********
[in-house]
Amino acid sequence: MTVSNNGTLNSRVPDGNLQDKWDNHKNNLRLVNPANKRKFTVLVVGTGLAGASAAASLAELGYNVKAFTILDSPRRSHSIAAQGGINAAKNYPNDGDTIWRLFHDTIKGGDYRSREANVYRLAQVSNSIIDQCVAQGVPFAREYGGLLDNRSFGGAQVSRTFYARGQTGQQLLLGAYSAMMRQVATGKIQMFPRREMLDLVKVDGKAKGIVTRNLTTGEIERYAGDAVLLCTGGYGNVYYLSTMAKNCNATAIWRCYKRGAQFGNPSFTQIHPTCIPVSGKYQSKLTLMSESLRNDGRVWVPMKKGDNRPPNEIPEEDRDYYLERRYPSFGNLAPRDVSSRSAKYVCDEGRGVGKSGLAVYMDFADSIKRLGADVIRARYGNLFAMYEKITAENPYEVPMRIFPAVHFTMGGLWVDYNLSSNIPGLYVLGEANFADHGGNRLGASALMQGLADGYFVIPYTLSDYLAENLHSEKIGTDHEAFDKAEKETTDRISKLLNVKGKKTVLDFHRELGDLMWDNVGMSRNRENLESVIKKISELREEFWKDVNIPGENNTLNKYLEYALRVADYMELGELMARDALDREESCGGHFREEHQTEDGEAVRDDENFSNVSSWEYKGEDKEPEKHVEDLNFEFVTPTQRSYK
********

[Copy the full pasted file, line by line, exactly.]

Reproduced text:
[in-house]
Amino acid sequence: MTVSNNGTLNSRVPDGNLQDKWDNHKNNLRLVNPANKRKFTVLVVGTGLAGASAAASLAELGYNVKAFTILDSPRRSHSIAAQGGINAAKNYPNDGDTIWRLFHDTIKGGDYRSREANVYRLAQVSNSIIDQCVAQGVPFAREYGGLLDNRSFGGAQVSRTFYARGQTGQQLLLGAYSAMMRQVATGKIQMFPRREMLDLVKVDGKAKGIVTRNLTTGEIERYAGDAVLLCTGGYGNVYYLSTMAKNCNATAIWRCYKRGAQFGNPSFTQIHPTCIPVSGKYQSKLTLMSESLRNDGRVWVPMKKGDNRPPNEIPEEDRDYYLERRYPSFGNLAPRDVSSRSAKYVCDEGRGVGKSGLAVYMDFADSIKRLGADVIRARYGNLFAMYEKITAENPYEVPMRIFPAVHFTMGGLWVDYNLSSNIPGLYVLGEANFADHGGNRLGASALMQGLADGYFVIPYTLSDYLAENLHSEKIGTDHEAFDKAEKETTDRISKLLNVKGKKTVLDFHRELGDLMWDNVGMSRNRENLESVIKKISELREEFWKDVNIPGENNTLNKYLEYALRVADYMELGELMARDALDREESCGGHFREEHQTEDGEAVRDDENFSNVSSWEYKGEDKEPEKHVEDLNFEFVTPTQRSYK